An interesting, though unscientific, survey from author and stay-at-home dad Jeremy Adam Smith:
Atrocity stories circulate, but how widespread are actual “parenting while male” experiences, really? To start to get the answer, on Monday I created this survey, which as of this morning had been taken by 74 guys—60 percent of whom spend 31 or more hours a week taking care of a child. Here are the results so far:
- Three men—4.5% of the participants who answered this question—said that they had been asked to leave a playground by a caregiver.
- Twenty-four percent said that they had been refused entry to a gathering of parents and children.
- Fifty-five percent said that their parenting skills had been criticized or corrected in a public setting.
- Fifty-eight percent of participants felt that this criticism or exclusion occurred on the grounds that they are male.
- Twenty-eight percent of participants reported that they had experienced these incidents on five or more occasions.
I’m a bit uncomfortable with the term “parenting while male,” but the numbers sound about right to me. While I’ve not experienced any overt prejudice myself, I have felt excluded on many occasions.
It began when we enrolled our daughter in Gymboree. At first, we attended the Saturday morning class as a family, but after a few months we realized that a regular Saturday morning commitment cut into the only free day we had together as a family. So I began taking her to a weekday class, and to open gym times as well—Julia went to those about half the time.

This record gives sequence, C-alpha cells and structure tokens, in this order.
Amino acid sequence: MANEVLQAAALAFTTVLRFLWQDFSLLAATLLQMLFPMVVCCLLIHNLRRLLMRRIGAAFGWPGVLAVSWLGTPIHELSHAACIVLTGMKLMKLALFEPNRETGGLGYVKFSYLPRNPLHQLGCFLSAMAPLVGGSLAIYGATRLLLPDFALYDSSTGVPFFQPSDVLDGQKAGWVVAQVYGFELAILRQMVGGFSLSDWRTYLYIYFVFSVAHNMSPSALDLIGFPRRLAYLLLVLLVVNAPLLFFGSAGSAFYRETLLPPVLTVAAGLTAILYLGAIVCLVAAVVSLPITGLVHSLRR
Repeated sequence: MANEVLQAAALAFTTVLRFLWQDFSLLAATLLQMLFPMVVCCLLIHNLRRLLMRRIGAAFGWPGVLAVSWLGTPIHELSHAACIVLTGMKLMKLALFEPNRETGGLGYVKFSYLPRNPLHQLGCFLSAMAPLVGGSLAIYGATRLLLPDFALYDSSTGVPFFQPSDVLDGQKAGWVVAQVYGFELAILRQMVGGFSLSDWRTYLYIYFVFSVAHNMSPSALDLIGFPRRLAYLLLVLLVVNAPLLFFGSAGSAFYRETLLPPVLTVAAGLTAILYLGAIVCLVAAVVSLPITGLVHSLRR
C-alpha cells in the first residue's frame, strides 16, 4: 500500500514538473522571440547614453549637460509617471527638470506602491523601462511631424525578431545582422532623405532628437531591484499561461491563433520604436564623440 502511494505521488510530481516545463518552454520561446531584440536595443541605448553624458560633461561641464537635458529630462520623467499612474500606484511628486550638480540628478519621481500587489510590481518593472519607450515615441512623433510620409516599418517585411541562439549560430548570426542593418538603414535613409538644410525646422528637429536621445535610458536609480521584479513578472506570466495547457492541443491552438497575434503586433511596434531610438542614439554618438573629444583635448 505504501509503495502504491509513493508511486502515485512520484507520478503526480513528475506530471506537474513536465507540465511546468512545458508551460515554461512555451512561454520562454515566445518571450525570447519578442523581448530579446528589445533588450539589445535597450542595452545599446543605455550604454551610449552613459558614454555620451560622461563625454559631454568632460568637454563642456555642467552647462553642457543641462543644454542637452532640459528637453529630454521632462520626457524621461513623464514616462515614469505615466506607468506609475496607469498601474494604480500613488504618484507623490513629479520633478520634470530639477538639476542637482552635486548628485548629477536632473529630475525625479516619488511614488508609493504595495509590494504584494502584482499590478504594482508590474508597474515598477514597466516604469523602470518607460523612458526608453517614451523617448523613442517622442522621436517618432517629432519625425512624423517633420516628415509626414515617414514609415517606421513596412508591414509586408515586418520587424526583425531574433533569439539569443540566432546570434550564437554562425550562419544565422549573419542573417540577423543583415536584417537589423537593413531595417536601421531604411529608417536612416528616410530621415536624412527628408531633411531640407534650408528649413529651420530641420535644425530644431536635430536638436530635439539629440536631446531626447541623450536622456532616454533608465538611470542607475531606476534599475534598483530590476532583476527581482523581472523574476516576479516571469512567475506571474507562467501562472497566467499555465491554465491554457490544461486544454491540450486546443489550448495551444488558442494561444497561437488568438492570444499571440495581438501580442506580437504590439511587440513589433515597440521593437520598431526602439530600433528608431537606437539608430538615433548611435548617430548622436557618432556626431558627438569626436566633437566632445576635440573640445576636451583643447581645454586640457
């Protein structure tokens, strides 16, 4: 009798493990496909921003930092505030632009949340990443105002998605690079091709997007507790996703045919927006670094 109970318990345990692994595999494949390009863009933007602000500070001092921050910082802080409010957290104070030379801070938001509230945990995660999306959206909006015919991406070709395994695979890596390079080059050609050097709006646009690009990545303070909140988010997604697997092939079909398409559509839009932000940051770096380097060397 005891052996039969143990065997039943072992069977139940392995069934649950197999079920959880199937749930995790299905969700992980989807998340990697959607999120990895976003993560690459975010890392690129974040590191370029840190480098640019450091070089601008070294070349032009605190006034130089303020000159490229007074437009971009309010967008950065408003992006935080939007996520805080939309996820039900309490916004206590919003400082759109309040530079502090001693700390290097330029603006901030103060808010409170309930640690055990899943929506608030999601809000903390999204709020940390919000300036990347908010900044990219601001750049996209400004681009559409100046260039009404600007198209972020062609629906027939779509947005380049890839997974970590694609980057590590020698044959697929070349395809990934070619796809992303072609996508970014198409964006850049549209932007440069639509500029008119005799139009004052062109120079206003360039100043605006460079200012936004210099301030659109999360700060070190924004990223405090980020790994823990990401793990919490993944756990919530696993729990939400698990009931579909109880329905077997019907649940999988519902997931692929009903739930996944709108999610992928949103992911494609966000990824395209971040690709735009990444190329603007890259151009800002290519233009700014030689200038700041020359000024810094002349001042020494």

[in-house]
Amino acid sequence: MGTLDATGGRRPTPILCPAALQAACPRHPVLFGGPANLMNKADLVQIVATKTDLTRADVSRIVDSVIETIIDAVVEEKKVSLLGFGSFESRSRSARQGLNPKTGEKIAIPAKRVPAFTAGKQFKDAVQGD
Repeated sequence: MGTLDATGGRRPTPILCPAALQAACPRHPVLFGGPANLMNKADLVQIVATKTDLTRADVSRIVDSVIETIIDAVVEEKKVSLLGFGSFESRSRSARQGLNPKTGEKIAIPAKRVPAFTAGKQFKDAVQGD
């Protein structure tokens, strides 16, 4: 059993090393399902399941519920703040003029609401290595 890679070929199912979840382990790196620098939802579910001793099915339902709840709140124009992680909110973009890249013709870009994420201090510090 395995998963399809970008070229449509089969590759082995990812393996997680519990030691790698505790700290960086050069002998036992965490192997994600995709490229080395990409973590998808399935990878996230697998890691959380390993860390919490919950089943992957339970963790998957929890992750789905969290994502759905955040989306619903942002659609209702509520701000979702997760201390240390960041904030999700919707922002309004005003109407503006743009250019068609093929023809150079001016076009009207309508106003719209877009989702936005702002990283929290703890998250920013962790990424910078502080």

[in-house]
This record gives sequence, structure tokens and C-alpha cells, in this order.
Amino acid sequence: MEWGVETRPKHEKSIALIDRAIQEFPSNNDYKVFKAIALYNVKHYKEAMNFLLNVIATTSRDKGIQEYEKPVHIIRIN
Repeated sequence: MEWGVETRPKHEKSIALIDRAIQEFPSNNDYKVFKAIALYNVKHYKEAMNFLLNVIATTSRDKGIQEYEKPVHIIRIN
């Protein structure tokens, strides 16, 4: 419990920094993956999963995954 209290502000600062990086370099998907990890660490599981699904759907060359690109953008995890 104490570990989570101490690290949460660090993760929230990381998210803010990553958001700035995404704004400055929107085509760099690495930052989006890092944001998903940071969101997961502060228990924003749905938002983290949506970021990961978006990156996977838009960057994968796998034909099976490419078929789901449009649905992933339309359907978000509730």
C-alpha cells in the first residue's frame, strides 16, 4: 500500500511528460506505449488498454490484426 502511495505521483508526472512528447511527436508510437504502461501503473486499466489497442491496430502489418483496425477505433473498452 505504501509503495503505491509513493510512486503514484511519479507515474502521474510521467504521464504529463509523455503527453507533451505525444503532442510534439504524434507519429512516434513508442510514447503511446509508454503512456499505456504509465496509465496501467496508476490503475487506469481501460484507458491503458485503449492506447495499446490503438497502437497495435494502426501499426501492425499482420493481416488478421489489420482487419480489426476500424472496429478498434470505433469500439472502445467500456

That’s when I first noticed how the moms in the class would congregate together and all but ignore me. At times, I felt like a pariah.
Our local Gymboree closed almost two-and-a-half years ago. Since then I’ve noticed the same attitude, here and there, in parks and play areas. It’s not universal—many moms seem totally comfortable with me and treat me just like any other parent. And the situation seems to be improving as more and more dads become primary caregivers either by choice or necessity.
So perhaps a combination of a more open-minded generation of parents and a lagging economy will soon bring us to the day when a stay-at-home dad is no more unusual than a working mom.
Just do the best you can. Love your kid shamelessly, and don’t hold back. Reach out and build relationships. Be a big boy and rise above the playground squabbles—hard as it may be. The kids—and the country—will be better off for it.